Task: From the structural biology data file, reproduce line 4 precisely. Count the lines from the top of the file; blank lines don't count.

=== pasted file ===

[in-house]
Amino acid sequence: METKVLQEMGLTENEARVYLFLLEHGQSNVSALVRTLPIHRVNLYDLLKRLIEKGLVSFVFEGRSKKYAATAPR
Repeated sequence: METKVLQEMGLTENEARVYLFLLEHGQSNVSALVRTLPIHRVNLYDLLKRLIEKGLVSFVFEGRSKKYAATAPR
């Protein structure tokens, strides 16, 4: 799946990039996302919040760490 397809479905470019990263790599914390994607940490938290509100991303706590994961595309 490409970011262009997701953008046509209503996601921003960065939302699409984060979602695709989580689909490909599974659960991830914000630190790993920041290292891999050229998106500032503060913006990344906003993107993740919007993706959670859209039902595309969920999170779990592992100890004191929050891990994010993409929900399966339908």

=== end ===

């Protein structure tokens, strides 16, 4: 799946990039996302919040760490 397809479905470019990263790599914390994607940490938290509100991303706590994961595309 490409970011262009997701953008046509209503996601921003960065939302699409984060979602695709989580689909490909599974659960991830914000630190790993920041290292891999050229998106500032503060913006990344906003993107993740919007993706959670859209039902595309969920999170779990592992100890004191929050891990994010993409929900399966339908």